(urth) OT: watchmen on trial

Dan'l Danehy-Oakes danldo at gmail.com
Tue Mar 22 12:44:11 PST 2005

> Herbert's initial impulse in writing Dune was to write a criticism of
> Messiah figures, from Jesus to JFK, showing that one SHOULDN'T follow
> them. 


> Illustrating their actions, in the case of Dune, isn't the same as condoning
> those actions. 

Also correct. However, it is a fascist book in that it is set in a world in
which the basic assumptions of facism (and especially the leader
principle) all turn out to be true. It does so to critique those 
assumptions - to show how badly things would turn out if they were 
true - but nonetheless, in the _Dune_ universe-of-discourse, they
are true.

Perhaps the problem is that when I say it is a fascist book people 
think I'm dissing it.

> I feel the same way about Watchmen; I found it an illustration of the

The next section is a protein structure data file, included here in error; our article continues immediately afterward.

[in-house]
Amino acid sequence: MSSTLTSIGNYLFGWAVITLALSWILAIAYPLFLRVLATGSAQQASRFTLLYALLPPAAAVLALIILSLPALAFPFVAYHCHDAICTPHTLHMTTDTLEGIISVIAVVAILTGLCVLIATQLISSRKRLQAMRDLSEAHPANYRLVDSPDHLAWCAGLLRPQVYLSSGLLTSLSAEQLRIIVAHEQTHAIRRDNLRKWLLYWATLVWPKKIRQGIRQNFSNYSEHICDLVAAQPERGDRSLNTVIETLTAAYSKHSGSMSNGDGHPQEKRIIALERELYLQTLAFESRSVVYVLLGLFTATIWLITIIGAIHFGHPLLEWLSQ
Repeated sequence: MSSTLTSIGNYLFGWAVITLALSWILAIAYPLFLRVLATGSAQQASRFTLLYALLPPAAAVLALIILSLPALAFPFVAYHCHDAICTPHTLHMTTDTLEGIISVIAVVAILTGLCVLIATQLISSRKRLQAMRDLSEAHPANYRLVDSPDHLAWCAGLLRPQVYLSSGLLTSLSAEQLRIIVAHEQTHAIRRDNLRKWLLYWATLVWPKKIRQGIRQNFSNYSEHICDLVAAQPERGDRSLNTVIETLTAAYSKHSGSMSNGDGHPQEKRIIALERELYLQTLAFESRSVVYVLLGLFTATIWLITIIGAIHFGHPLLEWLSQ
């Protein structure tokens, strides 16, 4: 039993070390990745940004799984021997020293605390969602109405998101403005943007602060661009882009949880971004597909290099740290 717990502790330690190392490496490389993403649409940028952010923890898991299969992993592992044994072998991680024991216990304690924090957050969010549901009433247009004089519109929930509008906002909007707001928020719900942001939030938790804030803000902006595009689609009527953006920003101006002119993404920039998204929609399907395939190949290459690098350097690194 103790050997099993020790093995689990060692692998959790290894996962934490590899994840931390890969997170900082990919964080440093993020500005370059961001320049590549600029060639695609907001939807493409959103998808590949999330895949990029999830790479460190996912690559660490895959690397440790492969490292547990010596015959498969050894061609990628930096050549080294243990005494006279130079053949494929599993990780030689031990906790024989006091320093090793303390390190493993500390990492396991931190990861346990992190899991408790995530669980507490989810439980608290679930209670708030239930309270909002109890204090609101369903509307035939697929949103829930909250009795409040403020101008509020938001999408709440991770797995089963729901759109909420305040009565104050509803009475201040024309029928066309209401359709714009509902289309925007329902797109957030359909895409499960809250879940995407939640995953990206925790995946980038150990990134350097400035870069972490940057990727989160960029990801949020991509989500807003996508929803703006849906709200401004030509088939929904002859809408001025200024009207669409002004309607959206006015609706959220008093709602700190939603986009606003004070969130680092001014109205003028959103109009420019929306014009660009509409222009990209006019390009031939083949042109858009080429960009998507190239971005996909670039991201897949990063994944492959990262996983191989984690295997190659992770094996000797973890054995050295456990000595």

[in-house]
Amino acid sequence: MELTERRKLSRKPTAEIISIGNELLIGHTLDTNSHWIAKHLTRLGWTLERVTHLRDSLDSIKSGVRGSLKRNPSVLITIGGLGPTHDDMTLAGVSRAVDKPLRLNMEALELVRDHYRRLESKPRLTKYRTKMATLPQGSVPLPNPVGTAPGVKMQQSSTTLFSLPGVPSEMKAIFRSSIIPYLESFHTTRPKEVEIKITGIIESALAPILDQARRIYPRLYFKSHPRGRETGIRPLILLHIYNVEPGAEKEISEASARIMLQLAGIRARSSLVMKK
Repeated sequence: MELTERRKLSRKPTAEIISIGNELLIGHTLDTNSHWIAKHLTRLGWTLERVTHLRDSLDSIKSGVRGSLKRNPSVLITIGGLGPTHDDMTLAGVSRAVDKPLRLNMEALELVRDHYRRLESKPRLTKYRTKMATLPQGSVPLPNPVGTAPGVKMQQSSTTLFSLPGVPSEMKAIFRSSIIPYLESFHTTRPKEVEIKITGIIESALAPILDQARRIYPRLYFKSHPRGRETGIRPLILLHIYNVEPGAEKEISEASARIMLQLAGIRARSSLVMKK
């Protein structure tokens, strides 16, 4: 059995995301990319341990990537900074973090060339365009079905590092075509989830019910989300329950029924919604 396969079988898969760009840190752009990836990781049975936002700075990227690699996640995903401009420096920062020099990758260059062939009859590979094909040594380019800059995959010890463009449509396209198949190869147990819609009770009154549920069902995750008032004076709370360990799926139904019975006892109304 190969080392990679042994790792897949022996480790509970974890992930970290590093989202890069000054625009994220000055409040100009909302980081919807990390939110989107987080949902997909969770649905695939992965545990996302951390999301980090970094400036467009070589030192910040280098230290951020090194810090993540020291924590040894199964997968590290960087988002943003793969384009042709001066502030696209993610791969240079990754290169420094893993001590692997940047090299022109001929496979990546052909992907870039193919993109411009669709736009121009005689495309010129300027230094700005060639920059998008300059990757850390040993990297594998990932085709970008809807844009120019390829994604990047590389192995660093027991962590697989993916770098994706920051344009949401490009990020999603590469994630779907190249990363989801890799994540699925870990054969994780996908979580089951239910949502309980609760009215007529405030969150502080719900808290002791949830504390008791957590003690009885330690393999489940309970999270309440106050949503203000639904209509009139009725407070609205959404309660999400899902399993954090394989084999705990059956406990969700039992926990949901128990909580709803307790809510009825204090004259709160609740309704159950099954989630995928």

> fascist underpinnings of the ubermensch supposedly serving the masses
> while in fact being above them (sort of like in a socialist country).  


It's interesting to read this in conjunction with Moore's other, more or
less contemporary, works, _Miracleman_ and _V for Vendetta_, which
approach the problem of heroes and facism from very different directions.
Moore appears to be, inna final analysis, a libertarian-anarchist type.


You probably do not want to know what that odor is.

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